"I took last place in the CrossFit Games Open"
- by By Industrious Athlete Greg L
I began doing CrossFit in June 2013. Horribly out of shape and overweight, I made a decision to change my situation. It wasn’t easy. Athletic things came easy for me much of my life. In my late 20s, I stopped making my health a priority and began to gain weight and lose fitness. From there started a downward cycle. Trying to climb the fitness mountain seemed daunting. And the slide continued.
My wife had already been doing CrossFit for about a year. She was hooked. I saw how much she was enjoying it. I told her I would try it. She was encouraged…albeit skeptical that I would last. I was skeptical that I would last.
So many things went through my head before I started:
“I can’t do it.”
“I don’t want to be made fun of.”
“Everyone will think I’m wasting my time.”
I’ve never been last at anything athletic that I can remember. I had to come to grips mentally that I would be last now. It was the largest mental hurdle that I had to tangle with. I knew everyone in the gym would be fitter, faster, more flexible and stronger than me.
I kept seeing mention of the term ‘community’ on CrossFit websites and I didn’t understand what that meant. It made no sense to me. I was used to ‘team’. Team means to showcase the best and replace the weak link. I didn’t want to be the guy that everyone felt sorry for. I would soon learn what community meant.
I sat in the parking lot before my first On-Ramp Introductory class. Walking those last few steps was perhaps one of the more difficult things I have done. We started the warm-up. It was simple dynamic stretching. I was already struggling. We then ended the warm-up with a 400m run with a coach’s instruction to not leave anyone behind. I didn’t make it 50m. As I struggled to catch my breath, two wonderful people, Katherine and John, walked with me that last 350m.
The start of my CrossFit journey was slow and steady. I began learning the movements and learning what I needed to do to scale each exercise to be self-sufficient. I enjoyed it.
Each WOD provided new challenges. As my body adjusted to pain and soreness, I became more comfortable with each movement. My mobility slowly started to improve so I could do the basic moves without too much discomfort. I took last every day, every WOD, nearly without exception. My results were the worst on the entire board everyday.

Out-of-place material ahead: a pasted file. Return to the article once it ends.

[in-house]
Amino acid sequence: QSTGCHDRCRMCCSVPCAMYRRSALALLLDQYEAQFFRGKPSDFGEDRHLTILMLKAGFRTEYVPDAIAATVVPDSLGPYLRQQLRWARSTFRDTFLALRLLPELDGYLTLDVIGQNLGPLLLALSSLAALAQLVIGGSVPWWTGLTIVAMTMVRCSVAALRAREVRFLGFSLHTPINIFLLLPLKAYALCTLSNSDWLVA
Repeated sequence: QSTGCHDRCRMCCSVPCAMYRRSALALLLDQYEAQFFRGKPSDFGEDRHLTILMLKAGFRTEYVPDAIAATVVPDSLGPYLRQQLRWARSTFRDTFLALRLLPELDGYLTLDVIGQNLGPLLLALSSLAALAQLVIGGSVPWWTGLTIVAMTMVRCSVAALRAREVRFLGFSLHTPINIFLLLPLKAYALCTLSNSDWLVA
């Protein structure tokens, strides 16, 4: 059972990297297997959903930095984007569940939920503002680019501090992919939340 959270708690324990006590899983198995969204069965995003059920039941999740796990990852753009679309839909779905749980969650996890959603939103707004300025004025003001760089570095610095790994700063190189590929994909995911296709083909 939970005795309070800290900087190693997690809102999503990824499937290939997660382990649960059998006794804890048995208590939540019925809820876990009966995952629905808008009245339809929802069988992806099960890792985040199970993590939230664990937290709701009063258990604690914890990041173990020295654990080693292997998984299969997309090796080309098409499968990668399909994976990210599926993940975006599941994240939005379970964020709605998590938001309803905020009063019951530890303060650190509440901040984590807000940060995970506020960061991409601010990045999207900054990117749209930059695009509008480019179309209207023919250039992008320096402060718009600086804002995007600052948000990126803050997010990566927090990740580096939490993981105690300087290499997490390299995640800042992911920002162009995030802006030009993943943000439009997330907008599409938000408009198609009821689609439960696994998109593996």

Most times at the end of class, I would walk close to the board to give the coaches my time, my rep, or my barbell weight. I struggled with the embarrassment of last place and being the worst.
Finding the right gym for me was key. The coaches at our gym are great. They understand what I need to do to scale and be successful. Every coach not only seems technically strong as an instructor, but they also provide a good mix of motivation and care and concern. In addition to the encouragement from coaches, my gym-mates would even cheer me on as I tried to finish each workout. I wasn’t expecting that. Was that the ‘community’ I had heard so much about?
Nine months into my CrossFit journey, I was making some progress. I still had last place solidly locked up, but I was getting stronger, more flexible, and fitter. The CrossFit Open was coming fast and I knew the question would be asked—Are you going to sign up? I had never done any workout at RX. I wasn’t even close much of the time. Many of the basic movements I knew would be programed in the Open I could still not do. For example, I still scaled pull-ups to ring rows or box pull-ups. Every time I was asked and encouraged to sign-up for the Open, I always said no.
Somehow in the end, I was proud. I wasn’t proud of last place. I was proud of what I started 10 months ago. Out of shape and feeling trapped, I competed. I posted a score every week and had many PRs.
But more important, I learned what community means. It is more than a collection of people that go to a gym. It is coaches and athletes. It is friends. It is people that care about your success. It is people that cheer where you are going more than where you are at today. I am grateful for the coaches and especially our gym owners, Molly and Stephen. I am thankful for my community.